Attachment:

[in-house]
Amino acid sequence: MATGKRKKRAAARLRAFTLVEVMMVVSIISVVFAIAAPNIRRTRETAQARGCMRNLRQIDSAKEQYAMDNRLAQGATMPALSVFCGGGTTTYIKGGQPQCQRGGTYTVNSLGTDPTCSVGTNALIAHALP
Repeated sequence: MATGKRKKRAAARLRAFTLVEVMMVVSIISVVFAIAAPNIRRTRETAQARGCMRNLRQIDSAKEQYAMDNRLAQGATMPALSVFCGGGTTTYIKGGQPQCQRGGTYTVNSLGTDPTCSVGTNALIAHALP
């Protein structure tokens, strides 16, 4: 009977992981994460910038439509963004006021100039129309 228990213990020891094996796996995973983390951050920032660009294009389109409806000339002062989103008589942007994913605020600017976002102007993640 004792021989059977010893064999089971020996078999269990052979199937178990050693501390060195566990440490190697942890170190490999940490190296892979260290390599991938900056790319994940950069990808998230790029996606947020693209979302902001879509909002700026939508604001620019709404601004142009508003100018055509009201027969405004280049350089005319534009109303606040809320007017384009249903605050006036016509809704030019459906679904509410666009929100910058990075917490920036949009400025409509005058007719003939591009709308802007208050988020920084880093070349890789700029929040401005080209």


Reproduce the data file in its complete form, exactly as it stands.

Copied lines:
[in-house]
Amino acid sequence: MATGKRKKRAAARLRAFTLVEVMMVVSIISVVFAIAAPNIRRTRETAQARGCMRNLRQIDSAKEQYAMDNRLAQGATMPALSVFCGGGTTTYIKGGQPQCQRGGTYTVNSLGTDPTCSVGTNALIAHALP
Repeated sequence: MATGKRKKRAAARLRAFTLVEVMMVVSIISVVFAIAAPNIRRTRETAQARGCMRNLRQIDSAKEQYAMDNRLAQGATMPALSVFCGGGTTTYIKGGQPQCQRGGTYTVNSLGTDPTCSVGTNALIAHALP
């Protein structure tokens, strides 16, 4: 009977992981994460910038439509963004006021100039129309 228990213990020891094996796996995973983390951050920032660009294009389109409806000339002062989103008589942007994913605020600017976002102007993640 004792021989059977010893064999089971020996078999269990052979199937178990050693501390060195566990440490190697942890170190490999940490190296892979260290390599991938900056790319994940950069990808998230790029996606947020693209979302902001879509909002700026939508604001620019709404601004142009508003100018055509009201027969405004280049350089005319534009109303606040809320007017384009249903605050006036016509809704030019459906679904509410666009929100910058990075917490920036949009400025409509005058007719003939591009709308802007208050988020920084880093070349890789700029929040401005080209």